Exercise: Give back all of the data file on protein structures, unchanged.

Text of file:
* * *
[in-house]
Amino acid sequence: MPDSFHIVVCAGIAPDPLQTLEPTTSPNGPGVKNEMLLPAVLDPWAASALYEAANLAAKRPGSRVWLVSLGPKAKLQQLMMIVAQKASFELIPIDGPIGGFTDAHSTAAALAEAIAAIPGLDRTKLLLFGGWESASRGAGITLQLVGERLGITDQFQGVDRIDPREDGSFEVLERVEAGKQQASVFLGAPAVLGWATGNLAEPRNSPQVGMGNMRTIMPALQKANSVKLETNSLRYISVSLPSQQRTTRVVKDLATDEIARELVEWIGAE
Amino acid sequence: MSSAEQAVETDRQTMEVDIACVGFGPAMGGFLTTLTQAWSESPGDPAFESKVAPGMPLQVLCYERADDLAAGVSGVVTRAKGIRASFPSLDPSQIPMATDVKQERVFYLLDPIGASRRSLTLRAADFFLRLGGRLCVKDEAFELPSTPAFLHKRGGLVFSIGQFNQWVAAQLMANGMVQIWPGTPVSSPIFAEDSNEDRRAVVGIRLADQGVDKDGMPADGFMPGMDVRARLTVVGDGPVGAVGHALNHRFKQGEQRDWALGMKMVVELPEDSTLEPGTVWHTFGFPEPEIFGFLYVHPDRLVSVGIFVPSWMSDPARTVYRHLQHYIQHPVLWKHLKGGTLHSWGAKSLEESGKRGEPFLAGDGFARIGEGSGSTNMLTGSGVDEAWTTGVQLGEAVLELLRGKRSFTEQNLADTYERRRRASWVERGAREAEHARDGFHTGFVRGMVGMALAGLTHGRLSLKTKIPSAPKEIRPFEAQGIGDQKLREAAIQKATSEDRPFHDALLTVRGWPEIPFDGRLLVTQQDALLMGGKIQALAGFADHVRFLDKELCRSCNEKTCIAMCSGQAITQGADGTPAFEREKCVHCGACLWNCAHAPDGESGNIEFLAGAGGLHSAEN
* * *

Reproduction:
[in-house]
Amino acid sequence: MPDSFHIVVCAGIAPDPLQTLEPTTSPNGPGVKNEMLLPAVLDPWAASALYEAANLAAKRPGSRVWLVSLGPKAKLQQLMMIVAQKASFELIPIDGPIGGFTDAHSTAAALAEAIAAIPGLDRTKLLLFGGWESASRGAGITLQLVGERLGITDQFQGVDRIDPREDGSFEVLERVEAGKQQASVFLGAPAVLGWATGNLAEPRNSPQVGMGNMRTIMPALQKANSVKLETNSLRYISVSLPSQQRTTRVVKDLATDEIARELVEWIGAE
Amino acid sequence: MSSAEQAVETDRQTMEVDIACVGFGPAMGGFLTTLTQAWSESPGDPAFESKVAPGMPLQVLCYERADDLAAGVSGVVTRAKGIRASFPSLDPSQIPMATDVKQERVFYLLDPIGASRRSLTLRAADFFLRLGGRLCVKDEAFELPSTPAFLHKRGGLVFSIGQFNQWVAAQLMANGMVQIWPGTPVSSPIFAEDSNEDRRAVVGIRLADQGVDKDGMPADGFMPGMDVRARLTVVGDGPVGAVGHALNHRFKQGEQRDWALGMKMVVELPEDSTLEPGTVWHTFGFPEPEIFGFLYVHPDRLVSVGIFVPSWMSDPARTVYRHLQHYIQHPVLWKHLKGGTLHSWGAKSLEESGKRGEPFLAGDGFARIGEGSGSTNMLTGSGVDEAWTTGVQLGEAVLELLRGKRSFTEQNLADTYERRRRASWVERGAREAEHARDGFHTGFVRGMVGMALAGLTHGRLSLKTKIPSAPKEIRPFEAQGIGDQKLREAAIQKATSEDRPFHDALLTVRGWPEIPFDGRLLVTQQDALLMGGKIQALAGFADHVRFLDKELCRSCNEKTCIAMCSGQAITQGADGTPAFEREKCVHCGACLWNCAHAPDGESGNIEFLAGAGGLHSAEN